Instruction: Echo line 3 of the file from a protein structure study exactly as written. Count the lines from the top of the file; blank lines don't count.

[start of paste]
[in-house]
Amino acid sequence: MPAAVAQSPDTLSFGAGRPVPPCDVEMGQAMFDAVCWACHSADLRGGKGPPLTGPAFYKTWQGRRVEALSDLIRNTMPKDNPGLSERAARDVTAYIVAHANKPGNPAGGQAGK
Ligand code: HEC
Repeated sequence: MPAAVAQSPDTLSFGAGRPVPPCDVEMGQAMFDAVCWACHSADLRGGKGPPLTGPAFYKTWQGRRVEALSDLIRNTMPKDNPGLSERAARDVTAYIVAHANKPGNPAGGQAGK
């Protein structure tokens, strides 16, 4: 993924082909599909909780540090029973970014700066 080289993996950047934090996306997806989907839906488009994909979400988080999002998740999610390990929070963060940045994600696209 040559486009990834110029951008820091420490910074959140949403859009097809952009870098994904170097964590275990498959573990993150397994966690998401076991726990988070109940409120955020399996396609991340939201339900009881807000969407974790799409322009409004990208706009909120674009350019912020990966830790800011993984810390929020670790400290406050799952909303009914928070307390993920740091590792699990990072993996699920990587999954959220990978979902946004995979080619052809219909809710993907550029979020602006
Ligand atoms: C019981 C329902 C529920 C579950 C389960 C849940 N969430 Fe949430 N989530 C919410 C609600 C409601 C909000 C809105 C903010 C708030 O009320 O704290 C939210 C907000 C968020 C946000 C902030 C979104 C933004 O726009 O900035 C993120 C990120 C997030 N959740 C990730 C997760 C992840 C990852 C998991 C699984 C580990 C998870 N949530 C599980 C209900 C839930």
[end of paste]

Ligand code: HEC